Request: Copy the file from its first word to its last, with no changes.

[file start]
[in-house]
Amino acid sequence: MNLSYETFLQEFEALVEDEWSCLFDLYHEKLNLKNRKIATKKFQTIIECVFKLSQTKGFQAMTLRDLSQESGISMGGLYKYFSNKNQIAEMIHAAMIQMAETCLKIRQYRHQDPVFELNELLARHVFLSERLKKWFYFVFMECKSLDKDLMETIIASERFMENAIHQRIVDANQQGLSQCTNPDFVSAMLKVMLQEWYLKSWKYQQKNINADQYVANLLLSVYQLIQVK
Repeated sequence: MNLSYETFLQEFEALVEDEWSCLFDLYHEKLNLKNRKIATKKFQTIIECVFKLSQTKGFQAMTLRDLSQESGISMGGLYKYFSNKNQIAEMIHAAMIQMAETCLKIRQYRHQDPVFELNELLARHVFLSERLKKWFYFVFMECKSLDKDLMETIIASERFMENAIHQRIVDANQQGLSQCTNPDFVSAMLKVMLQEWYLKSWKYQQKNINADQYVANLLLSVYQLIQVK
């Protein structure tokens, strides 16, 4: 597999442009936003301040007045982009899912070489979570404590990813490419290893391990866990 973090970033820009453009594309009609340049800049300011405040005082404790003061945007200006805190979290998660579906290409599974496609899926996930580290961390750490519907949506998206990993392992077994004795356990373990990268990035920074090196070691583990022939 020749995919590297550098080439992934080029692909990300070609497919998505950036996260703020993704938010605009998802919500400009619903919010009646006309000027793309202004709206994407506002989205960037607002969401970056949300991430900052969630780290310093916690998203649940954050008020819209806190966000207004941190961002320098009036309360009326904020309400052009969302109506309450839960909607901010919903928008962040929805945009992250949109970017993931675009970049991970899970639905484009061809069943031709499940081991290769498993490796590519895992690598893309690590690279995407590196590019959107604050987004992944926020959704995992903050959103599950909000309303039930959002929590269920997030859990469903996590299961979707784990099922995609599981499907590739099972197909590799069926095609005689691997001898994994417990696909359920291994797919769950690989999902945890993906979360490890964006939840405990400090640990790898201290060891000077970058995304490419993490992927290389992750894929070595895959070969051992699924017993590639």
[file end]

[in-house]
Amino acid sequence: MNLSYETFLQEFEALVEDEWSCLFDLYHEKLNLKNRKIATKKFQTIIECVFKLSQTKGFQAMTLRDLSQESGISMGGLYKYFSNKNQIAEMIHAAMIQMAETCLKIRQYRHQDPVFELNELLARHVFLSERLKKWFYFVFMECKSLDKDLMETIIASERFMENAIHQRIVDANQQGLSQCTNPDFVSAMLKVMLQEWYLKSWKYQQKNINADQYVANLLLSVYQLIQVK
Repeated sequence: MNLSYETFLQEFEALVEDEWSCLFDLYHEKLNLKNRKIATKKFQTIIECVFKLSQTKGFQAMTLRDLSQESGISMGGLYKYFSNKNQIAEMIHAAMIQMAETCLKIRQYRHQDPVFELNELLARHVFLSERLKKWFYFVFMECKSLDKDLMETIIASERFMENAIHQRIVDANQQGLSQCTNPDFVSAMLKVMLQEWYLKSWKYQQKNINADQYVANLLLSVYQLIQVK
């Protein structure tokens, strides 16, 4: 597999442009936003301040007045982009899912070489979570404590990813490419290893391990866990 973090970033820009453009594309009609340049800049300011405040005082404790003061945007200006805190979290998660579906290409599974496609899926996930580290961390750490519907949506998206990993392992077994004795356990373990990268990035920074090196070691583990022939 020749995919590297550098080439992934080029692909990300070609497919998505950036996260703020993704938010605009998802919500400009619903919010009646006309000027793309202004709206994407506002989205960037607002969401970056949300991430900052969630780290310093916690998203649940954050008020819209806190966000207004941190961002320098009036309360009326904020309400052009969302109506309450839960909607901010919903928008962040929805945009992250949109970017993931675009970049991970899970639905484009061809069943031709499940081991290769498993490796590519895992690598893309690590690279995407590196590019959107604050987004992944926020959704995992903050959103599950909000309303039930959002929590269920997030859990469903996590299961979707784990099922995609599981499907590739099972197909590799069926095609005689691997001898994994417990696909359920291994797919769950690989999902945890993906979360490890964006939840405990400090640990790898201290060891000077970058995304490419993490992927290389992750894929070595895959070969051992699924017993590639």